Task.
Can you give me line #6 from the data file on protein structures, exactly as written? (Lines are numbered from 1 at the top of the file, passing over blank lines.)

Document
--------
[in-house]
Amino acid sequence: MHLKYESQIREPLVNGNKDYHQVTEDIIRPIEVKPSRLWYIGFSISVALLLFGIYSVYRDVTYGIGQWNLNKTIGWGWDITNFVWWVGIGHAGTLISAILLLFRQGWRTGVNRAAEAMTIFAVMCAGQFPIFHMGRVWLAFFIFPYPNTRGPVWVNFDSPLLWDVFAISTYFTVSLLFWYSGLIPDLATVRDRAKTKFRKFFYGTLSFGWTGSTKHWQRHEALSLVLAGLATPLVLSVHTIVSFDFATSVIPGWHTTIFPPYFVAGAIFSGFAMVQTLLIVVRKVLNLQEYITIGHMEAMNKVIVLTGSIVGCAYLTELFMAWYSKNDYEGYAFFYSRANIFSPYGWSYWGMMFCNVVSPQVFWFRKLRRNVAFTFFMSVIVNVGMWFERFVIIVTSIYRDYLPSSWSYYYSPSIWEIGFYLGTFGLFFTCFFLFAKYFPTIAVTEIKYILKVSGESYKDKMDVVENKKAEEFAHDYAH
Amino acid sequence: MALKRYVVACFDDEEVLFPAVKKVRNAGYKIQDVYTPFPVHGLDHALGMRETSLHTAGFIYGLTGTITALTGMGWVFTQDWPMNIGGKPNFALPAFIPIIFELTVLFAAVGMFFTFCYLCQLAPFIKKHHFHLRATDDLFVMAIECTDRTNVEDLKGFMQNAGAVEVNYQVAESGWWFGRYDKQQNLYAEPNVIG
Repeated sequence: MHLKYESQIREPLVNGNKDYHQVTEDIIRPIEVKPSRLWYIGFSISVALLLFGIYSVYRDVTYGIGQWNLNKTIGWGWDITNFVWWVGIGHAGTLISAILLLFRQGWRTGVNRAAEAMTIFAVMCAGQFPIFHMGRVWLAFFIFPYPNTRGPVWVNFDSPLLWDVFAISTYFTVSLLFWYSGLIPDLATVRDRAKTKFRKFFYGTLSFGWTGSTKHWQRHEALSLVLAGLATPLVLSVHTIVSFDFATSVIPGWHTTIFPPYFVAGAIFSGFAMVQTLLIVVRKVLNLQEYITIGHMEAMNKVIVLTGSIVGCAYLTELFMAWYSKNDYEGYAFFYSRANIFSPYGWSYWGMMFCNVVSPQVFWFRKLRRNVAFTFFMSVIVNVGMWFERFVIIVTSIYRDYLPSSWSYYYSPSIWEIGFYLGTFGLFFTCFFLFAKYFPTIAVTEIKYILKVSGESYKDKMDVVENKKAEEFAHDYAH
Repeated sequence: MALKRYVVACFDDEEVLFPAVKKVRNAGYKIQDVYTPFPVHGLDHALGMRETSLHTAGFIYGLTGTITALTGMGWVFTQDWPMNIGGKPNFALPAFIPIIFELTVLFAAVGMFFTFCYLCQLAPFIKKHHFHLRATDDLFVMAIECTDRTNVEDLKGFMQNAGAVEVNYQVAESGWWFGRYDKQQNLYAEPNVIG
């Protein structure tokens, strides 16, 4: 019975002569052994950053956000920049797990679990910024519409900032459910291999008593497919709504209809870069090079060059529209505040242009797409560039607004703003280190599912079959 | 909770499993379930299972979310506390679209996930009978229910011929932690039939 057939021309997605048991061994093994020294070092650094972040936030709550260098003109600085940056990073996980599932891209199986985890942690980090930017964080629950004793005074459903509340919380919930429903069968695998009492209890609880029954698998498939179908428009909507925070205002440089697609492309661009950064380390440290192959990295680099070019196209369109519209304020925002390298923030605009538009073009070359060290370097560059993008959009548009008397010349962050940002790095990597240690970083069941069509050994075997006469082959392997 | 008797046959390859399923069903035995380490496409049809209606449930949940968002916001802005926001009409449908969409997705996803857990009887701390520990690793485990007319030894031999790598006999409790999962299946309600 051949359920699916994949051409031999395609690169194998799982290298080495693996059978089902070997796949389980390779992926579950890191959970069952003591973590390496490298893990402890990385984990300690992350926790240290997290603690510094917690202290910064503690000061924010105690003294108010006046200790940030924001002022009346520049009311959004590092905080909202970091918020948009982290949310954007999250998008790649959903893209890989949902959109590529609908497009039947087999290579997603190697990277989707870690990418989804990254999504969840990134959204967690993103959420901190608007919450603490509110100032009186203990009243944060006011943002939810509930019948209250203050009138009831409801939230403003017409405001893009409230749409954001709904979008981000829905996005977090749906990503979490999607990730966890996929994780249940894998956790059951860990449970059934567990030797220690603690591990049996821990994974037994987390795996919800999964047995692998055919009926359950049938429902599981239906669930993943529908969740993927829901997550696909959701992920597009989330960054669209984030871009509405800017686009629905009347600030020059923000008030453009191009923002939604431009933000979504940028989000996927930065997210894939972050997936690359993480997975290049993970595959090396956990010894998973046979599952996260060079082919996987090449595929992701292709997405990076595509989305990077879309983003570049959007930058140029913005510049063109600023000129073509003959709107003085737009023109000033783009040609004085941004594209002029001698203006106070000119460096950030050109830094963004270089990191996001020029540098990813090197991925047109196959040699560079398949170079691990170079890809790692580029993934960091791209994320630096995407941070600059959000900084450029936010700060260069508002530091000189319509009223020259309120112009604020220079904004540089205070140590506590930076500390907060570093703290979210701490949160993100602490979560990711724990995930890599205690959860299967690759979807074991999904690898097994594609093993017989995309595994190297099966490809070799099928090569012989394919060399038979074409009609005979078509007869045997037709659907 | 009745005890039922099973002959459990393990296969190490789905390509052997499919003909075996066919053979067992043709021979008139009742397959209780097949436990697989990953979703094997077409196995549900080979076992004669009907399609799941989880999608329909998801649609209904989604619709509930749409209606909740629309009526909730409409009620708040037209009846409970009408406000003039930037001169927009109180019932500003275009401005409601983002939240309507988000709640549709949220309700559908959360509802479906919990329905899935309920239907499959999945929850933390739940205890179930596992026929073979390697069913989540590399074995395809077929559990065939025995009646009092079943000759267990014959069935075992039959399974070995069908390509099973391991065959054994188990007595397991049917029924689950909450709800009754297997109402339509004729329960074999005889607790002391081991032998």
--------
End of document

């Protein structure tokens, strides 16, 4: 019975002569052994950053956000920049797990679990910024519409900032459910291999008593497919709504209809870069090079060059529209505040242009797409560039607004703003280190599912079959 | 909770499993379930299972979310506390679209996930009978229910011929932690039939 057939021309997605048991061994093994020294070092650094972040936030709550260098003109600085940056990073996980599932891209199986985890942690980090930017964080629950004793005074459903509340919380919930429903069968695998009492209890609880029954698998498939179908428009909507925070205002440089697609492309661009950064380390440290192959990295680099070019196209369109519209304020925002390298923030605009538009073009070359060290370097560059993008959009548009008397010349962050940002790095990597240690970083069941069509050994075997006469082959392997 | 008797046959390859399923069903035995380490496409049809209606449930949940968002916001802005926001009409449908969409997705996803857990009887701390520990690793485990007319030894031999790598006999409790999962299946309600 051949359920699916994949051409031999395609690169194998799982290298080495693996059978089902070997796949389980390779992926579950890191959970069952003591973590390496490298893990402890990385984990300690992350926790240290997290603690510094917690202290910064503690000061924010105690003294108010006046200790940030924001002022009346520049009311959004590092905080909202970091918020948009982290949310954007999250998008790649959903893209890989949902959109590529609908497009039947087999290579997603190697990277989707870690990418989804990254999504969840990134959204967690993103959420901190608007919450603490509110100032009186203990009243944060006011943002939810509930019948209250203050009138009831409801939230403003017409405001893009409230749409954001709904979008981000829905996005977090749906990503979490999607990730966890996929994780249940894998956790059951860990449970059934567990030797220690603690591990049996821990994974037994987390795996919800999964047995692998055919009926359950049938429902599981239906669930993943529908969740993927829901997550696909959701992920597009989330960054669209984030871009509405800017686009629905009347600030020059923000008030453009191009923002939604431009933000979504940028989000996927930065997210894939972050997936690359993480997975290049993970595959090396956990010894998973046979599952996260060079082919996987090449595929992701292709997405990076595509989305990077879309983003570049959007930058140029913005510049063109600023000129073509003959709107003085737009023109000033783009040609004085941004594209002029001698203006106070000119460096950030050109830094963004270089990191996001020029540098990813090197991925047109196959040699560079398949170079691990170079890809790692580029993934960091791209994320630096995407941070600059959000900084450029936010700060260069508002530091000189319509009223020259309120112009604020220079904004540089205070140590506590930076500390907060570093703290979210701490949160993100602490979560990711724990995930890599205690959860299967690759979807074991999904690898097994594609093993017989995309595994190297099966490809070799099928090569012989394919060399038979074409009609005979078509007869045997037709659907 | 009745005890039922099973002959459990393990296969190490789905390509052997499919003909075996066919053979067992043709021979008139009742397959209780097949436990697989990953979703094997077409196995549900080979076992004669009907399609799941989880999608329909998801649609209904989604619709509930749409209606909740629309009526909730409409009620708040037209009846409970009408406000003039930037001169927009109180019932500003275009401005409601983002939240309507988000709640549709949220309700559908959360509802479906919990329905899935309920239907499959999945929850933390739940205890179930596992026929073979390697069913989540590399074995395809077929559990065939025995009646009092079943000759267990014959069935075992039959399974070995069908390509099973391991065959054994188990007595397991049917029924689950909450709800009754297997109402339509004729329960074999005889607790002391081991032998």